A group of concerned citizens in South Sudan warns that the situation in the country is likely to become even worse unless a genuine, inclusive political process can be started immediately.
The group says South Sudan’s internal conflicts cannot be settled by war, but must be settled through political dialogue based on a shared vision for a peaceful future in which the South Sudanese are united in diversity. The Concerned Citizen’s Network for Peace (CCNP) therefore calls upon the wisdom of the leaders of all South Sudanese parties to act for the general good of all citizens
The CCNP recently published a report setting out their vision for South Sudan. The major objective of the report is to stimulate open debate and to motivate those is power to foster a peaceful future for South Sudan, but at the same time to be prepared for other scenarios.
The report “Monitoring the Scenarios for South Sudan in 2020: Peace the only thing worth pursuing” updates developments in South Sudan based on a 2016 analysis of five possible scenarios for the country: united in diversity, divided leadership, fragmentation, 21 kingdoms and dictatorship. According to the CCNP’s analysis, without swift and concerted action South Sudan is heading toward one of the darker of these scenarios: fragmentation, dictatorship, or possibly 21 kingdoms. These three scenarios involve worsening conflict and should be avoided at all costs. However, it is not too late to steer the country toward a better scenario, unity in diversity. This would take political will and a renewed political process.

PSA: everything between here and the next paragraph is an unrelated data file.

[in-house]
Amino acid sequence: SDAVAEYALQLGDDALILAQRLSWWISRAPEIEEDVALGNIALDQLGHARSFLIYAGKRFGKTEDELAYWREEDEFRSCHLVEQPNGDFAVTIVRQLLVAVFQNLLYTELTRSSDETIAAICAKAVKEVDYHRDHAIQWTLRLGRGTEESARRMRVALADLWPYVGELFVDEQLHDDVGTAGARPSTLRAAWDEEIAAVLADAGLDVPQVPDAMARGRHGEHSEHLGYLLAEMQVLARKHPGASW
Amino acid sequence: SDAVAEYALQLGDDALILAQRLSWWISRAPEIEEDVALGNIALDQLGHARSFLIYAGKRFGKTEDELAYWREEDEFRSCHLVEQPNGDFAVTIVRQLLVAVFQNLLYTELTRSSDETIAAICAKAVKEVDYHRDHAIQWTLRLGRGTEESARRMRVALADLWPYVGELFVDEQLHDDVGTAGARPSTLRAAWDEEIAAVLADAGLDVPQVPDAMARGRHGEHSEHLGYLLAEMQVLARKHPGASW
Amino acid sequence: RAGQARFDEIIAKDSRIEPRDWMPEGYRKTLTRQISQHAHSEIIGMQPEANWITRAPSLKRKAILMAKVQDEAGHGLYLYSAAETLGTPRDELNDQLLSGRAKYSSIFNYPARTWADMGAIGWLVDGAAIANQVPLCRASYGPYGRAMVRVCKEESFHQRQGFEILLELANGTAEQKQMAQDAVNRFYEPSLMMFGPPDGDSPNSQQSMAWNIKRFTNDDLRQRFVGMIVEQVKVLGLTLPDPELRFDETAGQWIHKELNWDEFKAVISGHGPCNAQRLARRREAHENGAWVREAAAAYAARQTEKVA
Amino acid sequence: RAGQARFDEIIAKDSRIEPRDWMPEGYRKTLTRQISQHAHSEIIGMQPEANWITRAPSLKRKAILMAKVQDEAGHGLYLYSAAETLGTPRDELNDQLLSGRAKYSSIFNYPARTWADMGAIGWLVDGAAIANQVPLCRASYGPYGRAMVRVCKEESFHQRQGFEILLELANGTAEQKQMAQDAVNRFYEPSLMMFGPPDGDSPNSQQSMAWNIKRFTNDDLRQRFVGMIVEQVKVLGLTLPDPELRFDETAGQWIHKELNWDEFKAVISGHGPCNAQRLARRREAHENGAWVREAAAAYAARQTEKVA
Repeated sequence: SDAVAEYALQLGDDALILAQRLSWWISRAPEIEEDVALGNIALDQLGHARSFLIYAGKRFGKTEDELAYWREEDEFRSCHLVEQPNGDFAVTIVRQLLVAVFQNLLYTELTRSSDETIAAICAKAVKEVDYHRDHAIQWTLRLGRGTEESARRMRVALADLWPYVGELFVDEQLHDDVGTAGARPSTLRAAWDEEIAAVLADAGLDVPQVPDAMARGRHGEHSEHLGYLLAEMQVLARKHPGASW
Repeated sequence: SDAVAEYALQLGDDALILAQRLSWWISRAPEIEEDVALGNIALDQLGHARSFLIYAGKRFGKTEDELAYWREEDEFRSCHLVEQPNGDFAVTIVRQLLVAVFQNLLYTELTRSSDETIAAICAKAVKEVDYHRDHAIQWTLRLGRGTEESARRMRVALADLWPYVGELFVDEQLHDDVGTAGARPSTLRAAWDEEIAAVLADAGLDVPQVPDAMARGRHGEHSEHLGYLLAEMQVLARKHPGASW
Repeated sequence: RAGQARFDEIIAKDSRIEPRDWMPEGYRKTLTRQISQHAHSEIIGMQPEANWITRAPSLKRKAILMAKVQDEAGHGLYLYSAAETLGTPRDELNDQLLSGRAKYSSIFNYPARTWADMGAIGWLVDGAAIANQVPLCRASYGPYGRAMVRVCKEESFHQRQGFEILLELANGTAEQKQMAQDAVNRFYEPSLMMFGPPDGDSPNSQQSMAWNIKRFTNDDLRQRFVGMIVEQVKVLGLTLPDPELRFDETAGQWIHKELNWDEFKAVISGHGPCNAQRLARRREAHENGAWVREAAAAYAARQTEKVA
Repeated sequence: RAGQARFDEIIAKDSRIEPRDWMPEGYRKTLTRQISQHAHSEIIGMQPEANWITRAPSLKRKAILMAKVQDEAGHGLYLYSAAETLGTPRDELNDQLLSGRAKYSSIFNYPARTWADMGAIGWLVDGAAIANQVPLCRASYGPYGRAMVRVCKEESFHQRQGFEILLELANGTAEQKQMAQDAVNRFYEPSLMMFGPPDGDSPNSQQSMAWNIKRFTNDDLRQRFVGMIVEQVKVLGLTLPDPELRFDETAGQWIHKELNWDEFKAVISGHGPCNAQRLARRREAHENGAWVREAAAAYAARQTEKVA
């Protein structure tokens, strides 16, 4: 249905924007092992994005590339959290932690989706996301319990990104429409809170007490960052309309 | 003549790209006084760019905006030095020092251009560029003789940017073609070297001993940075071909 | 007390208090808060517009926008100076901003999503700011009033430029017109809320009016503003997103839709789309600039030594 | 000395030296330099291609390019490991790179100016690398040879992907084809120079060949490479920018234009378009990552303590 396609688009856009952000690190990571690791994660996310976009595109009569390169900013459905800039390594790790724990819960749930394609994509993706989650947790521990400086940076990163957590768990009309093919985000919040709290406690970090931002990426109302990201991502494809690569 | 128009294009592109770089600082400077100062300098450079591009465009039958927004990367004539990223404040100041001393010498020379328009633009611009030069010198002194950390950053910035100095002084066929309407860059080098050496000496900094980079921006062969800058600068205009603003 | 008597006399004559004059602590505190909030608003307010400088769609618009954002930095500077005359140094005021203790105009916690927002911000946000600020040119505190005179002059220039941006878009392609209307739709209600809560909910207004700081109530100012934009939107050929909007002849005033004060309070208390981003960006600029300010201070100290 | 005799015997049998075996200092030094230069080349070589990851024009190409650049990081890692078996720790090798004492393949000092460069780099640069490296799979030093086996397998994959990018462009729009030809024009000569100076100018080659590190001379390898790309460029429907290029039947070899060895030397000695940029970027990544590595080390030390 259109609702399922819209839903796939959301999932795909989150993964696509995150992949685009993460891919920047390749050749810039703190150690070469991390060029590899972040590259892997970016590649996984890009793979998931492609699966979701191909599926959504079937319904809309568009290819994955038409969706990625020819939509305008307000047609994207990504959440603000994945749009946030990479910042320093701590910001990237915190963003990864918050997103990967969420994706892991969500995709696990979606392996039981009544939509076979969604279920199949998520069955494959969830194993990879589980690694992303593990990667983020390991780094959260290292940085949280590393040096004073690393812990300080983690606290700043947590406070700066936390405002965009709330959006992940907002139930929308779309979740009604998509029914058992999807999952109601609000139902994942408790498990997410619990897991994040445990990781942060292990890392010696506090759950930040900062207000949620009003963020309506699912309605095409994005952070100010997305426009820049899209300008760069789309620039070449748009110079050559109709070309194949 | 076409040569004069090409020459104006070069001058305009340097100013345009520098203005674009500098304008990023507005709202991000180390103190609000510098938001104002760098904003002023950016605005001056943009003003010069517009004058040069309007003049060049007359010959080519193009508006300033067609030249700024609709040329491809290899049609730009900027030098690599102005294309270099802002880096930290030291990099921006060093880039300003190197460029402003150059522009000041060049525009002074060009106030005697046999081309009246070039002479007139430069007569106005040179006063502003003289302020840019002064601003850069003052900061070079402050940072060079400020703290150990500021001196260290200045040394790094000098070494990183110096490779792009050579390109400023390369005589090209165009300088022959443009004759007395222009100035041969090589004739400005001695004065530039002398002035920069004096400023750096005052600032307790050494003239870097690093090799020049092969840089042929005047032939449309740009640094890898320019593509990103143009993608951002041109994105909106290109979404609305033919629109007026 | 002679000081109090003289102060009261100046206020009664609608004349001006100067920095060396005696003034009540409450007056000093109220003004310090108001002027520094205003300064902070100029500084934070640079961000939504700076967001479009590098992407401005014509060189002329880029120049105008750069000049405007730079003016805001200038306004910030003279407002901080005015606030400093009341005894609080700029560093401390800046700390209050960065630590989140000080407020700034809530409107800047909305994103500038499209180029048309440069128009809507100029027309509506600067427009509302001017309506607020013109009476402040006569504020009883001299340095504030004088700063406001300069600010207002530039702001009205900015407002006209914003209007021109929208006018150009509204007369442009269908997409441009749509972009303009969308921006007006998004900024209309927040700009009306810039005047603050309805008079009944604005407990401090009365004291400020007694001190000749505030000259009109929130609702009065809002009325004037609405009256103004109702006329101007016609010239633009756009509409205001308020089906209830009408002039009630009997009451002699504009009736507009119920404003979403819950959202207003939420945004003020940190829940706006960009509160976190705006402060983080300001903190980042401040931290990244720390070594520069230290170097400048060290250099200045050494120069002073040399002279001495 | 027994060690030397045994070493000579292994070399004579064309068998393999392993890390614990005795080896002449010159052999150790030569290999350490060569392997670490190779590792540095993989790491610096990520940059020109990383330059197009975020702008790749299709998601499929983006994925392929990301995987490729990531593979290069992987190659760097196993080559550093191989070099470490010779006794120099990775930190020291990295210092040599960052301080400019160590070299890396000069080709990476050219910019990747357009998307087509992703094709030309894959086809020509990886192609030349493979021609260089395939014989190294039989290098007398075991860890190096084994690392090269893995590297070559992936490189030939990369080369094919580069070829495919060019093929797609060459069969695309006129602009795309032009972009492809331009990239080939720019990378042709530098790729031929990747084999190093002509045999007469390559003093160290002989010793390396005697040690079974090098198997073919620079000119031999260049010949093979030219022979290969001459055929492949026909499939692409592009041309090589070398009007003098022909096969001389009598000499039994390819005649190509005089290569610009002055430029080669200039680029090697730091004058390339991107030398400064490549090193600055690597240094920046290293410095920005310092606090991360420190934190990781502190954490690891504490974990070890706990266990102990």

To achieve this, the CCNP calls upon all South Sudanese parties to end the military strategy through a complete and sustained cessation of hostilities and return to dialogue and the renewal of the political peace process. Parties should establish a transitional authority of technocrats that would allow for important reforms to be made before free and fair elections are held. Next to this, a broad-based inclusive national dialogue, the opening up of political and civic space, and support for local initiatives of reconciliation, healing and peacebuilding are needed. The population needs to be supported through international assistance by the intensification of humanitarian assistance, sufficient security provision to all citizens, and upgrading of the protection of civilians (POC) sites.
Of course, the key to the solution of the South Sudanese conflict lies first and foremost with the South Sudanese themselves. However, it will be difficult for the South Sudanese parties to end the war if they are not supported by external actors. The international community has to develop a united strategy to support progress towards the most positive scenario. Therefore, all neighbouring countries and other actors need to stop supporting the continuation of the conflict and collaborate fully in the safeguarding of the cessation of hostilities and a political process. The Intergovernmental Authority on Development (IGAD) and other stakeholders in the peace process have lost credibility. There are also serious doubts whether the planned High-Level Revitalisation Forum will solve these concerns. A new approach is required, led by the African Union and supported by the United Nations as a new and impartial mediator.
The CCNP report was launched in Juba on 25 November and is based on a workshop held in Kampala in April this year and complemented by continued discussions and additional desk-top research. PAX and the Stockholm International Peace Research Institute (SIPRI) facilitated CCNP’s work.